The great white shark is nature at its purest and best, no matter how ugly or cruel it might seem to us.

Living in a world where we buy our meat from a market and live in air-conditioned homes, we humans sometimes lose touch with what true survival is all about.

The great white shark embodies that better than any living creature I can think of. More profoundly, it gives us a sense of humility.

Even though mankind has conquered everything from polio to space travel, there are still things to which we are vulnerable; sometimes, we are not at the top of the food chain.

Chester Moore, Jr.

Hidden reason for red wolf extinction

Canis rufus, the red wolf, is one of the most endangered mammals on the planet.

With fewer than 50 released into the wild from captive breeding facilities that house around 200 nationwide, they have remained on the brink since their officially declared extinction from the wild in 1980.

While the possibility of remnant, hidden populations exist, their numbers are a tiny in comparison to their former range from the eastern seaboard into Central Texas.

The reason for their extinct designation is they hybridized with coyotes to create a genetic mutt of sorts, the “coywolf”, which still has many representatives in Texas and Louisiana.

A seldom mentioned aspect of the red wolf’s story, however, is targeted eradication.

What caused coyotes to push eastward from their stronghold in the west so quickly was that the vast majority of red wolves had been killed and in large portion through a variety of state-sponsored programs.

This created a vacuum and nature abhors a vacuum.

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Page 149 of the document shows a government predator control agent with a “black wolf”. Black was a common color for Canis rufus in many parts of its range.

I recently came across a copy of the 1946-47 Louisiana Department of Wildlife and Fisheries Biennial Report that goes into detail about wolves in the state.

Under the headline “Predator Control” the following information is given.

“The Legislature of 1946 increased hunting license fees to $2.00. Twenty five percent of these funds (the increase) were dedicated to predator control.”

“There has been a great increase in the predators of the State. Undoubtedly a great deal of the increase was due to war conditions which took many men away from farms, lack of ammunition and difficulties due to travel restrictions in certain sections of the State. The increase in our foxes brought on an epidemic of rabies and a tremendous increase in wolves and bobcats brought on a terrific loss to our ground-nesting birds, to our mammals, particularly rabbits and our young deer.”

The text goes on to say they hired an official predator control supervisor and had two trappers working under him.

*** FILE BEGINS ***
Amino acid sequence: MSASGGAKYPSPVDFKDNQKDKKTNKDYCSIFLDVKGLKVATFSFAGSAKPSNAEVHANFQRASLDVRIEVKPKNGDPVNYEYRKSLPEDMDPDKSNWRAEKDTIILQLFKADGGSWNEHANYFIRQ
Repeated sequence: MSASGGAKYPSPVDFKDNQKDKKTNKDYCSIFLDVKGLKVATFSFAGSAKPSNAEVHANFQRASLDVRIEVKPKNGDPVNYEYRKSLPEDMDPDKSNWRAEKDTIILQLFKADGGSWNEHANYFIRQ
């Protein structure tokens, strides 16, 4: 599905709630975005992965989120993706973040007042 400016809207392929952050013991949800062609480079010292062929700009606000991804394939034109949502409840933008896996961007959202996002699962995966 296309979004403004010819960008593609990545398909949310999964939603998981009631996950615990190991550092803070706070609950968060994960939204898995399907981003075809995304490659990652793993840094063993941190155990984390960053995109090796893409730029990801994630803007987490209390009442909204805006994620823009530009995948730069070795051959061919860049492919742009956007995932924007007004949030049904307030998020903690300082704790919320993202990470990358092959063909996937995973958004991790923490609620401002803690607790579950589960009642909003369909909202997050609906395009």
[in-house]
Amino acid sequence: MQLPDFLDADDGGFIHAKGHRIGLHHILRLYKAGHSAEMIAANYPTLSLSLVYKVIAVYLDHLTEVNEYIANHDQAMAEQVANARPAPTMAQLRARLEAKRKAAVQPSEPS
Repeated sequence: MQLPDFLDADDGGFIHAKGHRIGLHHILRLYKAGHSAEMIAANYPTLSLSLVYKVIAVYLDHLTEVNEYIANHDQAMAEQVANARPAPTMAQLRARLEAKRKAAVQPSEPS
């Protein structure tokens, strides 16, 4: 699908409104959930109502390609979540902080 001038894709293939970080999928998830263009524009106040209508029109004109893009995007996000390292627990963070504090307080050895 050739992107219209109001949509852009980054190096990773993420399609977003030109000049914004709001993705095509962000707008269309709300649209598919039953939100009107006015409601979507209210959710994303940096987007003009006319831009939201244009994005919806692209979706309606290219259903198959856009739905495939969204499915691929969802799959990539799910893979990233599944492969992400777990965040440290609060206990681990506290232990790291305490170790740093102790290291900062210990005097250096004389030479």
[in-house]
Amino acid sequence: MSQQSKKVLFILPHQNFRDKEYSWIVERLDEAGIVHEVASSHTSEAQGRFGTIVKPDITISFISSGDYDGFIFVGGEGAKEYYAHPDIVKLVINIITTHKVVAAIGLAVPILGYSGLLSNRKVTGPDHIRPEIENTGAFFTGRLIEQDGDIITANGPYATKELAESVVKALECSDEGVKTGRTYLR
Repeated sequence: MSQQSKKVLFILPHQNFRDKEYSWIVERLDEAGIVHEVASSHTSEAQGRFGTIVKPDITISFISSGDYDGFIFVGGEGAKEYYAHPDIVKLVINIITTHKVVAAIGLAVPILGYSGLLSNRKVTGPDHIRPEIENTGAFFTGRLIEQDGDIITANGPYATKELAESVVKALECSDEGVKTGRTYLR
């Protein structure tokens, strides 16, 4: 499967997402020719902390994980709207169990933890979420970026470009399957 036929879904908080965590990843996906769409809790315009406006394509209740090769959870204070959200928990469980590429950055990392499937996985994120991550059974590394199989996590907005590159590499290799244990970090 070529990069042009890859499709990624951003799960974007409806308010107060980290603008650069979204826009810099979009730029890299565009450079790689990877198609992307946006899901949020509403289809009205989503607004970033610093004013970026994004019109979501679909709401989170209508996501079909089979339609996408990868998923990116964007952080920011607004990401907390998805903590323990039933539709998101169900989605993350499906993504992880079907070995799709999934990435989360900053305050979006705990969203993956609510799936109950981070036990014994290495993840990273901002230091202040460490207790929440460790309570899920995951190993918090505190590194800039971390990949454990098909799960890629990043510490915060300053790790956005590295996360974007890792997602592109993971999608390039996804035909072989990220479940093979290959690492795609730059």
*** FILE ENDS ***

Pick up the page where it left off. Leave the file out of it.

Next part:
In all fairness it says their desire was to bring a “proper balance” between predators and prey but there was no doubt large-scale predator control aimed directly at red wolves in the state.

The “black wolf” you see in the photo is a red wolf. Red was the primary colors in the Texas region but the red wolf was once called Canis niger (Niger is “black” in Latin) due to its primarily black color in many parts of the South.

As far this writer knows there have never been any melanistic red wolves in the captive breeding program consisting of 14 animals taken chiefly from eastern Texas and southwestern Louisiana, showing at least in the strain of wolves initially captured the black strain was not present.

It is most likely gone forever.

Similar projects were initiated in most if not all states in the red wolf’s range on top of unrestricted harvest by anyone with a gun, leg hold trap or poison.

We have come a long way in wildlife management in the country in many ways  but it is always good to look back so we don’t repeat the same mistakes.

Mark Twain once said “History doesn’t repeat itself but it rhymes”.

It is up to us to figure make sure when it comes to wildlife good science trumps politics and conservation reigns supreme even in the hotly contested world of predator management.

Management is one thing, eradication is entirely something else.

Chester Moore, Jr.

 

Do feral hogs really attack humans? These do…(Pt. 1)

The feral hog is the subject of much media hype.

With numerous “reality” shows based on pursuing and eradicating them they are a go-to species for wildlife coverage.

I’ll never forget watching a program that said a Texas woman was “trapped in her home” for weeks due to hogs outside.

Really? Are they that dangerous?

The answer is no but the reality is some hogs do attack and in fact some kill humans.

Dr. Jack Mayer of the Savannah River National Laboratory been studying wild hogs since the 1970s and his research sheds light on “killer hogs”.

The study documented 412 wild hog attacks worldwide impacting 665 people. During this time there were four fatal hog attacks in the United States.

Of the 21 states reporting hog attacks Texas led the pack with 24 percent with Florida at 12 percent and South Carolin 10. Interestingly when examining worldwide shark fatalities hogs actually beat them out in deaths some years-including 2013.

In his study, hogs that attack are described as solitary (82 percent), large (87 percent) and male (81 percent) and most attacks occurred when there was no hunting involved.

This describes a lone, mature boar, likely territorial that is much more powerful and faster than one mightimagine.

There are numerous accounts of hunters (usually hunting hogs with dogs) getting hooked by a boar.  These are situations where hogs are cornered and lash out in defense.